Canadians have long been told it is our duty as compassionate citizens to transfer money from the so-called have provinces to the have-nots. So they might be surprised to discover the ostensibly worse-off provinces in fact receive more lavish public services. Have-nots can staff their hospitals better, give students cut-rate tuition and fund more daycare, among other disparities, compared with “have” provinces. Before we detail some of those inequities, here is a brief review of the program.

Canada’s equalization program was introduced in 1957 and is intended to ensure that residents of all 10 provinces enjoy comparable access to important public services such as education, health and social assistance. The theory behind equalization is that it is easier for governments of more-prosperous provinces to raise tax revenue to finance programs than it is for governments of poorer provinces. The equalization program thus transfers money to poorer provinces (through federal taxes), so the latter can provide comparable government services, which they might not be able to pay for with the funds raised through provincial taxes alone.

In 1982, this particular program was embedded within the Constitution and is described in subsection 36(2) of the Constitution Act, 1982: “Parliament and the government of Canada are committed to the principle of making equalization payments to ensure that provincial governments have sufficient revenues to provide reasonably comparable levels of public services at reasonably comparable levels of taxation.”

For the record, this section of the Constitution has often led to the claim that “equalization is constitutional,” with the concurrent assumption is the program is thus unchangeable. However, the Constitution does not mandate any particular level of support nor a specific design. Had it done so, it would have been impossible for the Liberal government to cut equalization payments, as they did in the mid-1990s.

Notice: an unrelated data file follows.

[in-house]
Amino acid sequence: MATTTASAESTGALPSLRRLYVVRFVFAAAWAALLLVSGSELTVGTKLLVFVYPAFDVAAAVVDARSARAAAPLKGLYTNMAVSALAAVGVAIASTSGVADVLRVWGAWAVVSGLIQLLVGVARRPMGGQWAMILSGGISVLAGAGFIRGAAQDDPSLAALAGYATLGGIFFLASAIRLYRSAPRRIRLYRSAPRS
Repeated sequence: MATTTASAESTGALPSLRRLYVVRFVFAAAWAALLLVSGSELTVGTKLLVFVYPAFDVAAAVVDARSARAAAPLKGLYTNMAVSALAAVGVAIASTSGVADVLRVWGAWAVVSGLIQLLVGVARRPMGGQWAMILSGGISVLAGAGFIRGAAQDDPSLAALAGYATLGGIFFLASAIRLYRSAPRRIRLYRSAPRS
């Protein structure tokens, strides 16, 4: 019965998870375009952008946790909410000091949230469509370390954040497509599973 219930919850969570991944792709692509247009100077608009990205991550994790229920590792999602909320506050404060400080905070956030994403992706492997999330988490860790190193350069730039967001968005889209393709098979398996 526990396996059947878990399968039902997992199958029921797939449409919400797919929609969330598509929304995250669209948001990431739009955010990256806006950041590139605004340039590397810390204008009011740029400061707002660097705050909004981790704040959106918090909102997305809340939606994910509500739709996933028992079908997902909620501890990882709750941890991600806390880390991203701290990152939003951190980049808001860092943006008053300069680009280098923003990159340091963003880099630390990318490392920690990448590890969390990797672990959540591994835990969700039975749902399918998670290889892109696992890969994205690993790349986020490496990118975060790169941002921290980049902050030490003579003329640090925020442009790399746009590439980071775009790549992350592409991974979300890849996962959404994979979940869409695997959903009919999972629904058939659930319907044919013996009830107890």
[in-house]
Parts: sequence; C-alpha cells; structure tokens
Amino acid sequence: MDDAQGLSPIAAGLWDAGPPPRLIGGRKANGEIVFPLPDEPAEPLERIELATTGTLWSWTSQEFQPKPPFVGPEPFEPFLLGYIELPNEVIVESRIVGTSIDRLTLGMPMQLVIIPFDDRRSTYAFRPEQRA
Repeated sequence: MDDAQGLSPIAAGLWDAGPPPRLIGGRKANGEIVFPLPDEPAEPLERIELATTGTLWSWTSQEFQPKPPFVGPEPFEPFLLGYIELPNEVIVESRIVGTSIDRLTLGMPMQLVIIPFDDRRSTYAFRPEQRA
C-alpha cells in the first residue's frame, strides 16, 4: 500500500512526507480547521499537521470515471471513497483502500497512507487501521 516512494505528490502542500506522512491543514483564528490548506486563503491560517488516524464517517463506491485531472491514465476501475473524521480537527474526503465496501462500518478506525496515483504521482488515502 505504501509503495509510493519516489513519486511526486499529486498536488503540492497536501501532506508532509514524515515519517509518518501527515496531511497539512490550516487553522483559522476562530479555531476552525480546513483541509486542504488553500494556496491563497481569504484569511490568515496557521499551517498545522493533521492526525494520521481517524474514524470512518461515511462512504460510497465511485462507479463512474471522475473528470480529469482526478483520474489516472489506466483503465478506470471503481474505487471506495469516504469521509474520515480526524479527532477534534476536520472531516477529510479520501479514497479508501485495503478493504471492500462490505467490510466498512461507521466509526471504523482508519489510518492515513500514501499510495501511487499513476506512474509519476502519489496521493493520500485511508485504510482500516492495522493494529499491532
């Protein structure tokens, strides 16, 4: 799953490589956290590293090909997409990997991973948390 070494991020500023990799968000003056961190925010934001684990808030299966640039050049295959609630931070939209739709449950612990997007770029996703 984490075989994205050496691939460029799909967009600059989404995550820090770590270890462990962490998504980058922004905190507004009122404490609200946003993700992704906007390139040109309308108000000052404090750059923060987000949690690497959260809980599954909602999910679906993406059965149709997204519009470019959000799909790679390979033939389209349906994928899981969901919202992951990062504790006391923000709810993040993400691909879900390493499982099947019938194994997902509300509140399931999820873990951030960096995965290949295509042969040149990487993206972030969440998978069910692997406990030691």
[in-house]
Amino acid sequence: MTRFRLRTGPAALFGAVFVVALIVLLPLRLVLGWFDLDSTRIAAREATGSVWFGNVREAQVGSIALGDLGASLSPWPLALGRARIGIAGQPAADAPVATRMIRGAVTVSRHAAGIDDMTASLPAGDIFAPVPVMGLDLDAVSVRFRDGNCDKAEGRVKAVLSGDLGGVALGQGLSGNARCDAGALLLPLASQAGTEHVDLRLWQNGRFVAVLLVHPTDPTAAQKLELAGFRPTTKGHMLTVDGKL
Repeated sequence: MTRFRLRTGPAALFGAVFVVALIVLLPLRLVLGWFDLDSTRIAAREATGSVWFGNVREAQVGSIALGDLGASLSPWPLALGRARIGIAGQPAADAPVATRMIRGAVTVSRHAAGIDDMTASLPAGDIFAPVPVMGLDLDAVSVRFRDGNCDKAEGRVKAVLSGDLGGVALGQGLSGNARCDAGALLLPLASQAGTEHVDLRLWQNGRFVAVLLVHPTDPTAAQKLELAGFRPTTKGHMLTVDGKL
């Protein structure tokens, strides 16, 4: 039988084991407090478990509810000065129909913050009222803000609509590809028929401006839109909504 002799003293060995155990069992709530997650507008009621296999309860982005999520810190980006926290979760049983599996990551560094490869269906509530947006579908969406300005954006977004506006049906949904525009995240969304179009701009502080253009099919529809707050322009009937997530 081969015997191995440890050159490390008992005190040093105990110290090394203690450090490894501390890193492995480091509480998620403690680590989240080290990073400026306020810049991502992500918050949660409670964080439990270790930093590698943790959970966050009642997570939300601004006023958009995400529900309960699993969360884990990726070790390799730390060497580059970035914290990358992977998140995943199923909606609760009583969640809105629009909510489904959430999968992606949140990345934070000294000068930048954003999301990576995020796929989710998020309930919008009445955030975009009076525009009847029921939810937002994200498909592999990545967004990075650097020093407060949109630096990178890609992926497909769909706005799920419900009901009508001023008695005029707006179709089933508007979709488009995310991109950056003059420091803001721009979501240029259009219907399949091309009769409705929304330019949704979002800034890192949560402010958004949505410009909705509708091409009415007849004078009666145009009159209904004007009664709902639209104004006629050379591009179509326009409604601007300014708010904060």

In addition, and also worth noting, as Burton Kellock and Sylvia LeRoy pointed out in a 2006 Fraser Institute study, “this debate over the specific requirements of the Constitution’s equalization commitment ignores a more fundamental issue: equalization uses federal revenues to fund spending in areas of provincial jurisdiction. As a result, its legality cannot be resolved without considering the larger question of the federal government’s spending power.”

Constitutional quibbling about it aside, equalization functions by taking federal tax dollars and distributing them to provinces that are determined to have a low per capita fiscal capacity, which is the ability to generate government revenue from the tax base. The formula used to measure fiscal capacity is extremely complicated and takes account of 33 different revenue sources. If the fiscal capacity of a particular province is found to be lower than the average of five chosen provinces (British Columbia, Saskatchewan, Manitoba, Ontario and Quebec), that province will receive equalization payments. Provinces with fiscal capacity above the five-province average do not receive payments, and provinces where fiscal capacity falls below the average receive per capita payments that are determined by the size of the gap between themselves and the five-province average.

The intention underlying the equalization program — to ensure Canadians in poor provinces have access to high-quality government services — is a good one. However, economists and political scientists have identified several ways in which this program has adverse, unintended consequences that stifle productivity and undermine democratic accountability in recipient provinces.